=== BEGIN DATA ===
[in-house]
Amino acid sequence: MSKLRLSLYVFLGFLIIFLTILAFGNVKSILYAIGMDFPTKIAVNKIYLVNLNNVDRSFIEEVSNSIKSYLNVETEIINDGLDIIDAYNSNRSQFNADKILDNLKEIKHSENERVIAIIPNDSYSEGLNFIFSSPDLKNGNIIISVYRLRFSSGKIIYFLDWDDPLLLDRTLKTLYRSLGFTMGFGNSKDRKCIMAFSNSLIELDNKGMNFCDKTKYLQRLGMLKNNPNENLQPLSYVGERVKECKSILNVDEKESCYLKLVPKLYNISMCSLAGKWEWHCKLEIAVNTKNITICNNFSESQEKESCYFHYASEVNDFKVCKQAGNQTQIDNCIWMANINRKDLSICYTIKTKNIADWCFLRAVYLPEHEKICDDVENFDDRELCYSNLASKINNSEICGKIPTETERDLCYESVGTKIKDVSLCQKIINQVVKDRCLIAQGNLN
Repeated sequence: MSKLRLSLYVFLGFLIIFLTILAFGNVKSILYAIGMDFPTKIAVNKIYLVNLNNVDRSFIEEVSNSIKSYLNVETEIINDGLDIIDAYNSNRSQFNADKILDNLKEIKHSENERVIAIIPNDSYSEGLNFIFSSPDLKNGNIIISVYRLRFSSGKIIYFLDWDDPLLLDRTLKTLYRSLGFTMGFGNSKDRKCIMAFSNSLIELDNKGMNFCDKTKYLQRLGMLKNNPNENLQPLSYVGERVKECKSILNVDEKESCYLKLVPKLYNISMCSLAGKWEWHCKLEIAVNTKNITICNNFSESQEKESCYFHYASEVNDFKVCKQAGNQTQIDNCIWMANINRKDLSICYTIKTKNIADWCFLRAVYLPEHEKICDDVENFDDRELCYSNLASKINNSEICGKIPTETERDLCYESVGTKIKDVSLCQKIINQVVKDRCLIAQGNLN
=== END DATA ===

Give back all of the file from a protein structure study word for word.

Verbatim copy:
[in-house]
Amino acid sequence: MSKLRLSLYVFLGFLIIFLTILAFGNVKSILYAIGMDFPTKIAVNKIYLVNLNNVDRSFIEEVSNSIKSYLNVETEIINDGLDIIDAYNSNRSQFNADKILDNLKEIKHSENERVIAIIPNDSYSEGLNFIFSSPDLKNGNIIISVYRLRFSSGKIIYFLDWDDPLLLDRTLKTLYRSLGFTMGFGNSKDRKCIMAFSNSLIELDNKGMNFCDKTKYLQRLGMLKNNPNENLQPLSYVGERVKECKSILNVDEKESCYLKLVPKLYNISMCSLAGKWEWHCKLEIAVNTKNITICNNFSESQEKESCYFHYASEVNDFKVCKQAGNQTQIDNCIWMANINRKDLSICYTIKTKNIADWCFLRAVYLPEHEKICDDVENFDDRELCYSNLASKINNSEICGKIPTETERDLCYESVGTKIKDVSLCQKIINQVVKDRCLIAQGNLN
Repeated sequence: MSKLRLSLYVFLGFLIIFLTILAFGNVKSILYAIGMDFPTKIAVNKIYLVNLNNVDRSFIEEVSNSIKSYLNVETEIINDGLDIIDAYNSNRSQFNADKILDNLKEIKHSENERVIAIIPNDSYSEGLNFIFSSPDLKNGNIIISVYRLRFSSGKIIYFLDWDDPLLLDRTLKTLYRSLGFTMGFGNSKDRKCIMAFSNSLIELDNKGMNFCDKTKYLQRLGMLKNNPNENLQPLSYVGERVKECKSILNVDEKESCYLKLVPKLYNISMCSLAGKWEWHCKLEIAVNTKNITICNNFSESQEKESCYFHYASEVNDFKVCKQAGNQTQIDNCIWMANINRKDLSICYTIKTKNIADWCFLRAVYLPEHEKICDDVENFDDRELCYSNLASKINNSEICGKIPTETERDLCYESVGTKIKDVSLCQKIINQVVKDRCLIAQGNLN